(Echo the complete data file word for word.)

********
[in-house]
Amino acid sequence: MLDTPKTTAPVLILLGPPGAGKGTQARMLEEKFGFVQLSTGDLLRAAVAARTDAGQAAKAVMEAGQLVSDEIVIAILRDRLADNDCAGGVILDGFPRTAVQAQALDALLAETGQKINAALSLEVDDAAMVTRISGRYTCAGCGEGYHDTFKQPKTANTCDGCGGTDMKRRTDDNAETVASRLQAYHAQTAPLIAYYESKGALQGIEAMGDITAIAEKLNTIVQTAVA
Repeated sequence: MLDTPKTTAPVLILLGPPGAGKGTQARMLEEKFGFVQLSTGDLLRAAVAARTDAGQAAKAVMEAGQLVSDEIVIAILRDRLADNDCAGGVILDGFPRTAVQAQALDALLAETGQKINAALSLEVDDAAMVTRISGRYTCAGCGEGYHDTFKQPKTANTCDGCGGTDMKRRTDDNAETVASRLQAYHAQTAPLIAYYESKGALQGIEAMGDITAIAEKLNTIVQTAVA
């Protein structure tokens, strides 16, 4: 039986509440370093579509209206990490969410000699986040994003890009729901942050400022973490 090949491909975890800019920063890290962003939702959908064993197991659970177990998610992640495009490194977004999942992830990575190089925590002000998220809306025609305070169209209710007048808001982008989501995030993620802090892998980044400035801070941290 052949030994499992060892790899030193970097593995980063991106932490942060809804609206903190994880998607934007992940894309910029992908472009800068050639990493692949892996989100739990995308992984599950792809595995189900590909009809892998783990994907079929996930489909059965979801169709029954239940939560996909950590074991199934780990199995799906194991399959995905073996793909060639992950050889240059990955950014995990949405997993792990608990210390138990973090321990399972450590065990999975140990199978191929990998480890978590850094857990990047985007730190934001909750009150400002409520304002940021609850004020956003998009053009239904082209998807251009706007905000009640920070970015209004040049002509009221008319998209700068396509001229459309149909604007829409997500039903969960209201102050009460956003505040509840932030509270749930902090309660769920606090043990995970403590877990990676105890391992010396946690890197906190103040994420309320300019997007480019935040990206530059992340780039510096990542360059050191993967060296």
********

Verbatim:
[in-house]
Amino acid sequence: MLDTPKTTAPVLILLGPPGAGKGTQARMLEEKFGFVQLSTGDLLRAAVAARTDAGQAAKAVMEAGQLVSDEIVIAILRDRLADNDCAGGVILDGFPRTAVQAQALDALLAETGQKINAALSLEVDDAAMVTRISGRYTCAGCGEGYHDTFKQPKTANTCDGCGGTDMKRRTDDNAETVASRLQAYHAQTAPLIAYYESKGALQGIEAMGDITAIAEKLNTIVQTAVA
Repeated sequence: MLDTPKTTAPVLILLGPPGAGKGTQARMLEEKFGFVQLSTGDLLRAAVAARTDAGQAAKAVMEAGQLVSDEIVIAILRDRLADNDCAGGVILDGFPRTAVQAQALDALLAETGQKINAALSLEVDDAAMVTRISGRYTCAGCGEGYHDTFKQPKTANTCDGCGGTDMKRRTDDNAETVASRLQAYHAQTAPLIAYYESKGALQGIEAMGDITAIAEKLNTIVQTAVA
């Protein structure tokens, strides 16, 4: 039986509440370093579509209206990490969410000699986040994003890009729901942050400022973490 090949491909975890800019920063890290962003939702959908064993197991659970177990998610992640495009490194977004999942992830990575190089925590002000998220809306025609305070169209209710007048808001982008989501995030993620802090892998980044400035801070941290 052949030994499992060892790899030193970097593995980063991106932490942060809804609206903190994880998607934007992940894309910029992908472009800068050639990493692949892996989100739990995308992984599950792809595995189900590909009809892998783990994907079929996930489909059965979801169709029954239940939560996909950590074991199934780990199995799906194991399959995905073996793909060639992950050889240059990955950014995990949405997993792990608990210390138990973090321990399972450590065990999975140990199978191929990998480890978590850094857990990047985007730190934001909750009150400002409520304002940021609850004020956003998009053009239904082209998807251009706007905000009640920070970015209004040049002509009221008319998209700068396509001229459309149909604007829409997500039903969960209201102050009460956003505040509840932030509270749930902090309660769920606090043990995970403590877990990676105890391992010396946690890197906190103040994420309320300019997007480019935040990206530059992340780039510096990542360059050191993967060296």